Feeling Beautiful With a Bare Face

With all of the makeup artist tutorials bombarding Youtube and celebrities releasing lines of makeup products, you’d be forgiven in thinking every woman wears make up. There are products and techniques that were barely in existence a decade ago, as baking no longer refers to a cake in the oven and highlighting isn’t what you just do when studying with your notes.

I personally have never been a huge fan of the stuff for my own face. I appreciate the skill, beauty and mesmerizing transformations some people can create with it. Some people are like a modern day Monet with their brushes and products. It allows people to express their personality externally and allows them to look their best or different versions of themselves.

I however, have always been drawn to going out with a minimal look. I don’t mean the ‘no makeup look’ which involved 15 products and 30 minutes of time which could have been spent sleeping in the morning. I mean the traditional face wash, lip balm and cream look. All of my spots, blemishes and imperfections are discernible. Bare faced, completely. This is the same look I wear on first dates and every time I get told ‘You look just like your pictures!’, as the other party exclaims in surprise.

Ironically enough, I did wish I knew how to skillfully master the art of make up as a teenager, simply, because I thought I looked ugly. I mean, what teenager feels like a Greek goddess all the time? I got my sister to cover my face with a dusting of eye shadow and blush before going to weddings and events. A few years later, I felt this wasn’t me and resigned to using my one lipstick (I have now doubled this to two) for special occasions. I still wear makeup if the occasion requires. I reluctantly allowed several makeup artists loose with brushes near my face for my sister’s wedding. With the most ostentatious look, I felt the most uncomfortable as I looked the least like my regular self, and similarly, felt more comfortable and pretty with the lighter look.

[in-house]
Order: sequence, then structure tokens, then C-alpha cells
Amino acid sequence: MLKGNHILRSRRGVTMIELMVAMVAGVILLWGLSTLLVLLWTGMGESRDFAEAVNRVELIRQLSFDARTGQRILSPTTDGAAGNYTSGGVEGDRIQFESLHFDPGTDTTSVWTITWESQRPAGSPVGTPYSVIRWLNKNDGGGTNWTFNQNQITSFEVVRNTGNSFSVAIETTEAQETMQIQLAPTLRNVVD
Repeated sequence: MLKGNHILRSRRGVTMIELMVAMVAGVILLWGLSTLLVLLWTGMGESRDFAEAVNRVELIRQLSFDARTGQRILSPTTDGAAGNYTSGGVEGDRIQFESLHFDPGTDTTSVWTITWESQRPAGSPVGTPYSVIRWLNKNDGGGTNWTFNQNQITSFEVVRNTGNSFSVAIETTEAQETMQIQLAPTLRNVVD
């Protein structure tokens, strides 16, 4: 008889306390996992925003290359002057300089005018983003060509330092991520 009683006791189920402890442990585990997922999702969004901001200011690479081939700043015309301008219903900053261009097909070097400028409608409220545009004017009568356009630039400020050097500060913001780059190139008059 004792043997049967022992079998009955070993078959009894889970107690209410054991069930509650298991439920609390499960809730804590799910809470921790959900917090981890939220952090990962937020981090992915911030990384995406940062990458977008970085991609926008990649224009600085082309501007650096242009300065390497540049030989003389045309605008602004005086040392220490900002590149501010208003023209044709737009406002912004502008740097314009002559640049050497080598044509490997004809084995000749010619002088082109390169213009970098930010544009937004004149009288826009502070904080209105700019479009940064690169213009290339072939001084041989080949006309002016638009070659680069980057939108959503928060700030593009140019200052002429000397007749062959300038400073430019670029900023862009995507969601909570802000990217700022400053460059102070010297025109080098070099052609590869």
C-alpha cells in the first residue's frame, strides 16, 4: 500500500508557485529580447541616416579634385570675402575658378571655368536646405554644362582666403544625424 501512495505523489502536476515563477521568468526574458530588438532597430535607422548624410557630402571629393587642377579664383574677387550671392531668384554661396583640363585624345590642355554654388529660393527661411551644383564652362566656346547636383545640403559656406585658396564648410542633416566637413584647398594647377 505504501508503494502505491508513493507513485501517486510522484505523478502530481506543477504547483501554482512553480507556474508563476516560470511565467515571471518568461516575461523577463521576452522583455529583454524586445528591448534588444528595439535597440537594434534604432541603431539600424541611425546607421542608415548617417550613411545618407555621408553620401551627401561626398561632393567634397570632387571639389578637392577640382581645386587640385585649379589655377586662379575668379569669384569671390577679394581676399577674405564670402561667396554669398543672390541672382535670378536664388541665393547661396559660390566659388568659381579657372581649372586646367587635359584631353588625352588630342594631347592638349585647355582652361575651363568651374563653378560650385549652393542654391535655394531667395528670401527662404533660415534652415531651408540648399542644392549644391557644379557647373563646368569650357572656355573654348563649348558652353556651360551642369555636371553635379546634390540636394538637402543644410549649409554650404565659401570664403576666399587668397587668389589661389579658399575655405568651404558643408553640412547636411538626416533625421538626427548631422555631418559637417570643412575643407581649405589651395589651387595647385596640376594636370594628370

These instances of a full face of makeup are so rare, you’re more likely to see the tooth fairy. Although on some days, I loathe the uneven bumps and scarring on my skin, I revel in the fact that I can wake up and be out of the door in 30 minutes because I don’t need to spend time doing my face. I can arrogantly wear white tops without colours painting them by the end of the day. Above all, I appreciate that this is how I feel most comfortable. Even though objectively I am not that gold standard of beauty and attractiveness, I don’t deem makeup a necessity to my life to cover up these imperfections. I’ve had the odd day where I have felt insecure about large spots and used concealer, but never to the point of being dependent on it. I also believe that my inner beauty makes up for it by shining outwards!

I still enjoy taking care of my skin and love the occasional face mask, a good moisturiser and certain serums. I do also dab on a coating of lipstick and maybe a flick of the mascara wand if I feel like adding some colour occasionally. This is when I want it on though, and it is never for other people. Some of my friends have requested if they can do my face with great zealousness, which shows how much of a bonding activity it can be between people, from buying the products, discussing the best combinations or techniques to applying it. I’ve allowed them do it for amusement on me, before wiping it off.

I have been told by women that I will change my mind about make up as I get older and been told I can look older (which in my case would by my real age) with it. Now in my mid 20’s, I have stuck to my decision and feel comfortable (most of the time!) in my skin and how I look. I don’t feel I would personally gain the enjoyment from a perfectly painted face. I would much rather admire that from afar on someone else’s face.

It may sound cliché but there is obviously no ‘right’ here. The pressure shouldn’t be to conform to wearing the perfectly respectable amount so that you’re always looking polished but not ‘too much’, flawless but ‘natural’. It shouldn’t be an expectation for women to wear make up to work, much like there is no expectation for men to use it. Societal pressure shouldn’t force you into using pricey contouring kits if that’s not what you want. We should be able to feel beautiful bare and beautiful in makeup when we choose to apply it in whichever way we like. Women shouldn’t be told one way is better than the other, because the best way is ultimately how we feel good in ourselves.

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